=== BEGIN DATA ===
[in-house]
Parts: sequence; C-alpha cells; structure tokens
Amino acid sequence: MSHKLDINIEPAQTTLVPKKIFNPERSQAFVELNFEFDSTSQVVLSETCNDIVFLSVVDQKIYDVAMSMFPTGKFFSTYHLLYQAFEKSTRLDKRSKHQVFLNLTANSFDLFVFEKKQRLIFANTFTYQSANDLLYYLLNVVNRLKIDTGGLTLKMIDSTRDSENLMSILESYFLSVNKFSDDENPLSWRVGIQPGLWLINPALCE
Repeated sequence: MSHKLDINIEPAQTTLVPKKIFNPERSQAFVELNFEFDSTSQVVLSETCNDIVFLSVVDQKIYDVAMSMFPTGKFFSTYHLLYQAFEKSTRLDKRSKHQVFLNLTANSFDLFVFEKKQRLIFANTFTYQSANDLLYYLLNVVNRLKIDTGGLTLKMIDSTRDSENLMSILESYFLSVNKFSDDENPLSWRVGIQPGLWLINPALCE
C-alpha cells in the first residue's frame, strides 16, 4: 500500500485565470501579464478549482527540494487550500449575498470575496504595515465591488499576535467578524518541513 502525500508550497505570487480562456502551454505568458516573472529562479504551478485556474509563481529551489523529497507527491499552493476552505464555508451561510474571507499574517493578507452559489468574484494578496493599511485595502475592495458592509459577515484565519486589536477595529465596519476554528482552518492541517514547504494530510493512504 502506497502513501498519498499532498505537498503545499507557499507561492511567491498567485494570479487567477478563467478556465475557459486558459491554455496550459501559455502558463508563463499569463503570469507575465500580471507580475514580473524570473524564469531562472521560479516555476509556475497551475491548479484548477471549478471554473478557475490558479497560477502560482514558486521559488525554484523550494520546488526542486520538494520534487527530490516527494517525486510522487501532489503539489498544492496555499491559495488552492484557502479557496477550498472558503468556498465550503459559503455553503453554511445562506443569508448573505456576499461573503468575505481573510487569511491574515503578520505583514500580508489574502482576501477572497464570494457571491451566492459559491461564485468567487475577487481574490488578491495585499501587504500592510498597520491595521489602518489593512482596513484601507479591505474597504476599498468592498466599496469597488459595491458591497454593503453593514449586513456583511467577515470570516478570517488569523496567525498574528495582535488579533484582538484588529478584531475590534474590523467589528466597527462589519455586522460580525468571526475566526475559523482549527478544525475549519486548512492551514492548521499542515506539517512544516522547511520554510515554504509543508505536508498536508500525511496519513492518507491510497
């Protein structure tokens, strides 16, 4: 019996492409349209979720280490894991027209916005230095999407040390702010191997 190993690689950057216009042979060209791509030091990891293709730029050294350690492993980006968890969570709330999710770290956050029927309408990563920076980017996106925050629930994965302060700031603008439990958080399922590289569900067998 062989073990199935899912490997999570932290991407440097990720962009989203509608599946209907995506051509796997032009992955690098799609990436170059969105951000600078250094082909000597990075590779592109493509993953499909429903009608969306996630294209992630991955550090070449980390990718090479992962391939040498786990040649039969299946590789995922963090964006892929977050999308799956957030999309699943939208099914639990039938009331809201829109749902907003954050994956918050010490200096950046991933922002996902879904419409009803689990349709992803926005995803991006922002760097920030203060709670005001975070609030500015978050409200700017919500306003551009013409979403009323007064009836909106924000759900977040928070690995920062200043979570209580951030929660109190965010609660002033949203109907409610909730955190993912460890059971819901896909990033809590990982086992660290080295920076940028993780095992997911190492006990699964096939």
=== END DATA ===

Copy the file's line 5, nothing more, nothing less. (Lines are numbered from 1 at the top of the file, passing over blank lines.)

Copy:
C-alpha cells in the first residue's frame, strides 16, 4: 500500500485565470501579464478549482527540494487550500449575498470575496504595515465591488499576535467578524518541513 502525500508550497505570487480562456502551454505568458516573472529562479504551478485556474509563481529551489523529497507527491499552493476552505464555508451561510474571507499574517493578507452559489468574484494578496493599511485595502475592495458592509459577515484565519486589536477595529465596519476554528482552518492541517514547504494530510493512504 502506497502513501498519498499532498505537498503545499507557499507561492511567491498567485494570479487567477478563467478556465475557459486558459491554455496550459501559455502558463508563463499569463503570469507575465500580471507580475514580473524570473524564469531562472521560479516555476509556475497551475491548479484548477471549478471554473478557475490558479497560477502560482514558486521559488525554484523550494520546488526542486520538494520534487527530490516527494517525486510522487501532489503539489498544492496555499491559495488552492484557502479557496477550498472558503468556498465550503459559503455553503453554511445562506443569508448573505456576499461573503468575505481573510487569511491574515503578520505583514500580508489574502482576501477572497464570494457571491451566492459559491461564485468567487475577487481574490488578491495585499501587504500592510498597520491595521489602518489593512482596513484601507479591505474597504476599498468592498466599496469597488459595491458591497454593503453593514449586513456583511467577515470570516478570517488569523496567525498574528495582535488579533484582538484588529478584531475590534474590523467589528466597527462589519455586522460580525468571526475566526475559523482549527478544525475549519486548512492551514492548521499542515506539517512544516522547511520554510515554504509543508505536508498536508500525511496519513492518507491510497